Updated on August 2, 2016
Valerie’s Participatory Citizenship
Assignment: Find and describe 3 digital tools that can be used to promote participatory citizenship. For each tool, describe how it works, and then analyze if it works.
3 tools to promote civic particpation
Community PlanIt provides a framing that allows planners to guide citizens through the narrative of the planning process, creating opportunities along the way for learning, civil conversation, and meaningful input. Community PlanIt not only builds trust between citizens and planners, but is itself a powerful data collection tool that allows you to meaningfully analyze citizen input and truly incorporate it into the planning. – GamificationWorldMap
Community PlanIt has been used by cities such as Philadelphia, Boston, and Detroit to encourage citizen participation in city planing projects. Places like Moldova and Bhutan have used the platform to address the issue of youth unemployment. In the case of Moldova, 29 different Causes were generated to address the issue and the United Nations Development Program donated real-world funds to the top three.
I think that Community PlanIt has already had an impact, both nationally and globally, and could continue to do so. The hardest part will be gaining buy-in from citizens–which can only be truly be done by proving that the opinions and causes that members generate are taken seriously by community leaders.
Givelocity is a democratic crowdfunding platform. Members pledge a monthly amount ($1 or more), and then vote for their causes. At the end of the month the charities with the most votes get the pool of money. Members can even setup neighborhoods, which are groups of people/organizations that pool their donations and vote on causes specific to the theme of the neighborhood–for instance wildlife conservation, or humanitarian efforts. Some of the charities that have won in the past include the Big Life Foundation, Habitat for Humanity International, Doctors Without Borders, and Opportunity Village.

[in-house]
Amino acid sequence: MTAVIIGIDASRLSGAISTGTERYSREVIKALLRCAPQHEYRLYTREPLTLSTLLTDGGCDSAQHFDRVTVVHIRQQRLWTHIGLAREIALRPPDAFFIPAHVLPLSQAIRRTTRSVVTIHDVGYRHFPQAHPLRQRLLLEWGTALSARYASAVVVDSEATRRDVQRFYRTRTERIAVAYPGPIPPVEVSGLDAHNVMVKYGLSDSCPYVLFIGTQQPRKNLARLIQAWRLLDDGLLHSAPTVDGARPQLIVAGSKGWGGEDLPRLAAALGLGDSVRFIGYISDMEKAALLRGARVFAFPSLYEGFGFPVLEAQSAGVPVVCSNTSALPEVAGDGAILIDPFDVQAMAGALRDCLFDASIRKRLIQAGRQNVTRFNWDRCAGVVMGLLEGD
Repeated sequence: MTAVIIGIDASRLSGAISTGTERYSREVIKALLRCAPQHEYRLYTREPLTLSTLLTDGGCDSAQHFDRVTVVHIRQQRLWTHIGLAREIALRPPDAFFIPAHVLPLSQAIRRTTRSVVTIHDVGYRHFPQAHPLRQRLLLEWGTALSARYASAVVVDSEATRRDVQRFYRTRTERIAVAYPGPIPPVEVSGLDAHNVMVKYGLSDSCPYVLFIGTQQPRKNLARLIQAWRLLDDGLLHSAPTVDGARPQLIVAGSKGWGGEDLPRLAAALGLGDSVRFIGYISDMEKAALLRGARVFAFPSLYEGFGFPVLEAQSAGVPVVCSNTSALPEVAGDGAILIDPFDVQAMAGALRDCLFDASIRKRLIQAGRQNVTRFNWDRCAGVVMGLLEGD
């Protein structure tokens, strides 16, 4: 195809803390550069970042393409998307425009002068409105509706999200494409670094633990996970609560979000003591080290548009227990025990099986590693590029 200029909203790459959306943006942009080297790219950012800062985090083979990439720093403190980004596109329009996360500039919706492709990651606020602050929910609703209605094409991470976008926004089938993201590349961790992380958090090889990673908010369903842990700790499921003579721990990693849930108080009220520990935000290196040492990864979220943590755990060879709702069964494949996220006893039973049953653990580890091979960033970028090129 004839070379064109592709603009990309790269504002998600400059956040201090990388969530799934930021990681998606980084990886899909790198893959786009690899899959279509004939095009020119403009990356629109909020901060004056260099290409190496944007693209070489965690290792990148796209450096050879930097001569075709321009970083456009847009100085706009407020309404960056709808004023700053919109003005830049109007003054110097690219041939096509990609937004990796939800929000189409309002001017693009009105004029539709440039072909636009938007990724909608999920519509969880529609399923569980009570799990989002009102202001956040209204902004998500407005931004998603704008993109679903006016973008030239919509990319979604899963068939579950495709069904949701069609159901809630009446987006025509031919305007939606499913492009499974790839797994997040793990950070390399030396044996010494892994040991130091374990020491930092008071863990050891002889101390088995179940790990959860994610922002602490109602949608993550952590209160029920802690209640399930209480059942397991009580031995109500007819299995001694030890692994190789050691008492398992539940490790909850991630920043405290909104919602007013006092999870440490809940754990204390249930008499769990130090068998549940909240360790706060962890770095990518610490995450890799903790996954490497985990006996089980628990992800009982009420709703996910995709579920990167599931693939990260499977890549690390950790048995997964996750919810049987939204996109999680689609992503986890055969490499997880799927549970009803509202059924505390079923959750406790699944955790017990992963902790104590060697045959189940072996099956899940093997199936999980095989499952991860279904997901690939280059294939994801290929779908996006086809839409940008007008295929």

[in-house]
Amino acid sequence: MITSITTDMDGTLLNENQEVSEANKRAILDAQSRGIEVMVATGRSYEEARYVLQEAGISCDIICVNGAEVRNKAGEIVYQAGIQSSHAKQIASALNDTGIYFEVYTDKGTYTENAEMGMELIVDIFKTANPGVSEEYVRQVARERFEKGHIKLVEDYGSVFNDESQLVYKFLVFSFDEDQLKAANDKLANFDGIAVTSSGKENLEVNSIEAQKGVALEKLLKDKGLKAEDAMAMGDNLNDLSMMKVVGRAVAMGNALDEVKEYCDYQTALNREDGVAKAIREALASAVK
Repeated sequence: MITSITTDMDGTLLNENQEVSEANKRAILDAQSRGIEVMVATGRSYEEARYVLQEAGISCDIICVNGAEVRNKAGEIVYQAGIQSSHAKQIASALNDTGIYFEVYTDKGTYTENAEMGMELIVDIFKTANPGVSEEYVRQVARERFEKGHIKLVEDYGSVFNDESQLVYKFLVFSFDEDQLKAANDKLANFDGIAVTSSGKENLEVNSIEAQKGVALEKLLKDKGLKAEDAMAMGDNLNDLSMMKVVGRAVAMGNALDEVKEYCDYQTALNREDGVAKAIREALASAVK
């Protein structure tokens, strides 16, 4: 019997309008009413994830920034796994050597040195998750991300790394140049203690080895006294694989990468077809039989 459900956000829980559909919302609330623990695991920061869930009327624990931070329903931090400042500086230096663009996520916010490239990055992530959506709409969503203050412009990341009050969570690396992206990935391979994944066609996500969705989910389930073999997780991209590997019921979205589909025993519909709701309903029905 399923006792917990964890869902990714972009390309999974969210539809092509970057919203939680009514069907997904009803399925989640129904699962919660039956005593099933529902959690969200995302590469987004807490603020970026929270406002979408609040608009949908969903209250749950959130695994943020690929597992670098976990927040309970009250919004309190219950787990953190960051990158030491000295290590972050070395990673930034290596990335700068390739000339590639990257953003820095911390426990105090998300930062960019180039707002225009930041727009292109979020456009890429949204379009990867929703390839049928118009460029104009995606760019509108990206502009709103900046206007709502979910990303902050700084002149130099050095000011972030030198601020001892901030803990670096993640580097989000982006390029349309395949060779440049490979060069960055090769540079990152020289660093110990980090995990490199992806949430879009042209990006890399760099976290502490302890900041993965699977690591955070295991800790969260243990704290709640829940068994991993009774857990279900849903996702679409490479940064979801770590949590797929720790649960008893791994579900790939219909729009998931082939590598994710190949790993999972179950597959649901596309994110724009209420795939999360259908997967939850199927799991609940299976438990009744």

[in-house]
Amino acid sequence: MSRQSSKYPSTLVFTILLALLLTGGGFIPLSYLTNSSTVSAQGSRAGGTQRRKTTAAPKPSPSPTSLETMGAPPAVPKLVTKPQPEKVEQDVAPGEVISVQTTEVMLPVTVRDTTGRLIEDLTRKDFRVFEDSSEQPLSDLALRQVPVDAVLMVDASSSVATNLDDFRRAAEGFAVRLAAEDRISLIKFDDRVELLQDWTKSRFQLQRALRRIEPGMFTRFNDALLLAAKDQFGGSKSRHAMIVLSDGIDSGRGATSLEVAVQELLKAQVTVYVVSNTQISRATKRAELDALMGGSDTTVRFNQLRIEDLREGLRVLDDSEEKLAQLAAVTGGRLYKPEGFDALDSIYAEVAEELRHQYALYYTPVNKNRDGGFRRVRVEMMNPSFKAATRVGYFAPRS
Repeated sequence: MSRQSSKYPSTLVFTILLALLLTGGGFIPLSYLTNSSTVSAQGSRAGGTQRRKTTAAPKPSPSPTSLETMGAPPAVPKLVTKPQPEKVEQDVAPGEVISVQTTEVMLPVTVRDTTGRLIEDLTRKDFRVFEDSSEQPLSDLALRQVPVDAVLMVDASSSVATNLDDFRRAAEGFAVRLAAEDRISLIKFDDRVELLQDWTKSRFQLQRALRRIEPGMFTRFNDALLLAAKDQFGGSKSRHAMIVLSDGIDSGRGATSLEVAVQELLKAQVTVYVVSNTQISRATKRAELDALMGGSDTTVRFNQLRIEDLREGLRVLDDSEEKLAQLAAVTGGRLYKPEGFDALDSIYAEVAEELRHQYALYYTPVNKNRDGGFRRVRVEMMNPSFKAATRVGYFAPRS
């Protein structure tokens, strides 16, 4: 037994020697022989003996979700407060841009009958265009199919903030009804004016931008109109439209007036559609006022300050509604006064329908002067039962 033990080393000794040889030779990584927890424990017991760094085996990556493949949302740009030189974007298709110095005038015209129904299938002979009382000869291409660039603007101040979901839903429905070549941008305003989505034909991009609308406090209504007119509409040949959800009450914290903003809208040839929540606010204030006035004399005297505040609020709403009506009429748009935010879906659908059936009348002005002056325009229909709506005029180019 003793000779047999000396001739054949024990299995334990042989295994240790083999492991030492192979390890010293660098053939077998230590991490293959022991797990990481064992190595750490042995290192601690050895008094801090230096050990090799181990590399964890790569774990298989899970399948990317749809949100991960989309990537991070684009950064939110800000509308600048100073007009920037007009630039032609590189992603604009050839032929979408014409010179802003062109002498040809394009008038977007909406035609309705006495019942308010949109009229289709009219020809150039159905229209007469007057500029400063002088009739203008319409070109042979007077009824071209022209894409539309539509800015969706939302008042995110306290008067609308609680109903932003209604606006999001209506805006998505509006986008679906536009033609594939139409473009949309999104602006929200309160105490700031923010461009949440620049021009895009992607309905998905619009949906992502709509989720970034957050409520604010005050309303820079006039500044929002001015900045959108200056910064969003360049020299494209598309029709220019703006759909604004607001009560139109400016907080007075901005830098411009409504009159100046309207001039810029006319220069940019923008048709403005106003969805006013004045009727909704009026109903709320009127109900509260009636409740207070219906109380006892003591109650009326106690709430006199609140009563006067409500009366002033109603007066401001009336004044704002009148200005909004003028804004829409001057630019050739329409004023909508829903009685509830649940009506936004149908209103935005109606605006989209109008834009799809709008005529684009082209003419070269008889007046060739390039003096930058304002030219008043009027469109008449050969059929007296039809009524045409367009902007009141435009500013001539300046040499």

To help ensure charities manage donors’ money well, Givelocity lists nonprofits with 4-star ratings from Charity Navigator and the winning causes are required to tell members how they’ll use their Givelocity funds. – Nextavenue/PBS
I think that Givelocity is a good idea. It allows people to donate a small amount monthly, which many people can justify budget-wise better than giving a single larger sum. For many of the charities listed, any and every little bit helps. So, even if they aren’t getting huge donations, it is still helpful. The only detraction I can see, is that your money goes to whatever charity had the majority vote–which may not be one you support in particular.
The Loomio application lets members of a group offer proposals, discuss their merits, make changes, and register their feelings all along the way. By entering into this process in good faith, even large groups can steer towards outcomes that may not be perfect for everyone, but make the fewest people unhappy — and nobody too very upset. – Sharable
Loomio believes by promoting and facilitating effective, inclusive decision-making they can bring change on a global scale. The civic activist app came out of the General Assembly attitude of the Occupy movement, to address the issue of there being no easy way to make group decisions online–a problem that left the Occupy movement ultimately hampered.
The National Assembly for Whales, used Loomio to give more time to discuss issues, focus face-to-face committee meetings, and hear from a much more diverse citizen pool. OuiShare, “an international community focusing on the collaborative economy and open source,” uses Loomio to make decisions across their global community and document when those decisions are made. Other groups that have used Loomio include remote villages in India and community hospitals in Vietnam.
I think Loomio is an interesting tool. It seems to have made an impact in both local and global communities. The format of being able to vote yes, no, abstain, or to ban the proposal, gives a lot of flexibility. Voting can also be turned off so Loomio becomes more a forum for debate and discussion, without the distraction of which side is winning. I like that they have a free membership, because it could be potentially used to model debates or General Assembly style consensus/democracy in a classroom.